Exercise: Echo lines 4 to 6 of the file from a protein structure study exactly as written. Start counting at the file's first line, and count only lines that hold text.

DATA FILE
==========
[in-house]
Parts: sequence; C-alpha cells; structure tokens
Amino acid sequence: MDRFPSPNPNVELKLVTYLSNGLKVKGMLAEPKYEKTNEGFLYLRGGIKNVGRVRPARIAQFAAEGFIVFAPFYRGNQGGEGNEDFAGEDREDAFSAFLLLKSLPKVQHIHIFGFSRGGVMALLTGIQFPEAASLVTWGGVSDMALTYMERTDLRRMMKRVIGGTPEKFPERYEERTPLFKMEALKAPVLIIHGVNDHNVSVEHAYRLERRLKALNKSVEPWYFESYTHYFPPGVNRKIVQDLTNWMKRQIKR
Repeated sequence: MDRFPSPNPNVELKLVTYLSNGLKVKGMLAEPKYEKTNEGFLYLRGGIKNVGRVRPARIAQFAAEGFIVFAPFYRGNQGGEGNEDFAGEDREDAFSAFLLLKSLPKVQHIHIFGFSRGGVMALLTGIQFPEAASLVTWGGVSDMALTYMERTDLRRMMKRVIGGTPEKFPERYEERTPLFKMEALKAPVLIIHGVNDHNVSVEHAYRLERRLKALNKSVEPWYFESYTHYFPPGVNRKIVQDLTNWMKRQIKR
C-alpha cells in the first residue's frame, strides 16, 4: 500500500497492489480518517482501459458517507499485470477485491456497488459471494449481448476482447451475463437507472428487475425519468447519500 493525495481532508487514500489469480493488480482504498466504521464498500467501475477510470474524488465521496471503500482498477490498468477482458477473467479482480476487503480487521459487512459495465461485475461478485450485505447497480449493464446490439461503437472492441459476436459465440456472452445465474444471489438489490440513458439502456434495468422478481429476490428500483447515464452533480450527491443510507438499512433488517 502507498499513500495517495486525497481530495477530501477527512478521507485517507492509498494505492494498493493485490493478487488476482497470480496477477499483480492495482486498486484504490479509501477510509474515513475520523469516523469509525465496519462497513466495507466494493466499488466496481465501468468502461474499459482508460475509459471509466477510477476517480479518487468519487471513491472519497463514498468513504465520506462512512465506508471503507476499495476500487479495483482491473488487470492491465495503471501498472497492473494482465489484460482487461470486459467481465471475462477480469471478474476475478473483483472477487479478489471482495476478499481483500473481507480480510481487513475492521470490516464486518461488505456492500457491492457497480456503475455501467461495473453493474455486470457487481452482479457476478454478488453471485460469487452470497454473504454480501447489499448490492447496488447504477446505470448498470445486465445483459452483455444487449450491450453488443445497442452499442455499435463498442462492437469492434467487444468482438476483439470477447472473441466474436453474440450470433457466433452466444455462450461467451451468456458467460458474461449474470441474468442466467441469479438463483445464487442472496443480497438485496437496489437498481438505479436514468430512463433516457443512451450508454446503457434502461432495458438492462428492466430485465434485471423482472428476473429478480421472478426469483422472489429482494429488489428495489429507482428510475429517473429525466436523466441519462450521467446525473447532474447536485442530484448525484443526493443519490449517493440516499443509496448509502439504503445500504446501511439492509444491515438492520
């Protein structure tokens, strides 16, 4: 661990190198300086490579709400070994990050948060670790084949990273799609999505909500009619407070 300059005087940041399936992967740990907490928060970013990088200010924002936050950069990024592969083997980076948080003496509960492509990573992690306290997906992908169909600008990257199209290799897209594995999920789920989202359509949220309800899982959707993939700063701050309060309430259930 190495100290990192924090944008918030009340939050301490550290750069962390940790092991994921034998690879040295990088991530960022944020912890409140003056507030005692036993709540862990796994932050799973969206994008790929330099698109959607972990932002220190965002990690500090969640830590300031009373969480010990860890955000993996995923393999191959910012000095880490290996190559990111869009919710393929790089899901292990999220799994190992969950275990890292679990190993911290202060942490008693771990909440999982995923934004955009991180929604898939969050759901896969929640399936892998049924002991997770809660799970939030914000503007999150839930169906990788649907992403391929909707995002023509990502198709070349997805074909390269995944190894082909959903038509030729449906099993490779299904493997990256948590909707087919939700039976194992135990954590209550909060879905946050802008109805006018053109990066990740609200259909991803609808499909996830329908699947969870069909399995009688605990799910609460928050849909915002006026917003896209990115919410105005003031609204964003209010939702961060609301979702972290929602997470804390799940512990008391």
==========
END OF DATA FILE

Repeated sequence: MDRFPSPNPNVELKLVTYLSNGLKVKGMLAEPKYEKTNEGFLYLRGGIKNVGRVRPARIAQFAAEGFIVFAPFYRGNQGGEGNEDFAGEDREDAFSAFLLLKSLPKVQHIHIFGFSRGGVMALLTGIQFPEAASLVTWGGVSDMALTYMERTDLRRMMKRVIGGTPEKFPERYEERTPLFKMEALKAPVLIIHGVNDHNVSVEHAYRLERRLKALNKSVEPWYFESYTHYFPPGVNRKIVQDLTNWMKRQIKR
C-alpha cells in the first residue's frame, strides 16, 4: 500500500497492489480518517482501459458517507499485470477485491456497488459471494449481448476482447451475463437507472428487475425519468447519500 493525495481532508487514500489469480493488480482504498466504521464498500467501475477510470474524488465521496471503500482498477490498468477482458477473467479482480476487503480487521459487512459495465461485475461478485450485505447497480449493464446490439461503437472492441459476436459465440456472452445465474444471489438489490440513458439502456434495468422478481429476490428500483447515464452533480450527491443510507438499512433488517 502507498499513500495517495486525497481530495477530501477527512478521507485517507492509498494505492494498493493485490493478487488476482497470480496477477499483480492495482486498486484504490479509501477510509474515513475520523469516523469509525465496519462497513466495507466494493466499488466496481465501468468502461474499459482508460475509459471509466477510477476517480479518487468519487471513491472519497463514498468513504465520506462512512465506508471503507476499495476500487479495483482491473488487470492491465495503471501498472497492473494482465489484460482487461470486459467481465471475462477480469471478474476475478473483483472477487479478489471482495476478499481483500473481507480480510481487513475492521470490516464486518461488505456492500457491492457497480456503475455501467461495473453493474455486470457487481452482479457476478454478488453471485460469487452470497454473504454480501447489499448490492447496488447504477446505470448498470445486465445483459452483455444487449450491450453488443445497442452499442455499435463498442462492437469492434467487444468482438476483439470477447472473441466474436453474440450470433457466433452466444455462450461467451451468456458467460458474461449474470441474468442466467441469479438463483445464487442472496443480497438485496437496489437498481438505479436514468430512463433516457443512451450508454446503457434502461432495458438492462428492466430485465434485471423482472428476473429478480421472478426469483422472489429482494429488489428495489429507482428510475429517473429525466436523466441519462450521467446525473447532474447536485442530484448525484443526493443519490449517493440516499443509496448509502439504503445500504446501511439492509444491515438492520
């Protein structure tokens, strides 16, 4: 661990190198300086490579709400070994990050948060670790084949990273799609999505909500009619407070 300059005087940041399936992967740990907490928060970013990088200010924002936050950069990024592969083997980076948080003496509960492509990573992690306290997906992908169909600008990257199209290799897209594995999920789920989202359509949220309800899982959707993939700063701050309060309430259930 190495100290990192924090944008918030009340939050301490550290750069962390940790092991994921034998690879040295990088991530960022944020912890409140003056507030005692036993709540862990796994932050799973969206994008790929330099698109959607972990932002220190965002990690500090969640830590300031009373969480010990860890955000993996995923393999191959910012000095880490290996190559990111869009919710393929790089899901292990999220799994190992969950275990890292679990190993911290202060942490008693771990909440999982995923934004955009991180929604898939969050759901896969929640399936892998049924002991997770809660799970939030914000503007999150839930169906990788649907992403391929909707995002023509990502198709070349997805074909390269995944190894082909959903038509030729449906099993490779299904493997990256948590909707087919939700039976194992135990954590209550909060879905946050802008109805006018053109990066990740609200259909991803609808499909996830329908699947969870069909399995009688605990799910609460928050849909915002006026917003896209990115919410105005003031609204964003209010939702961060609301979702972290929602997470804390799940512990008391």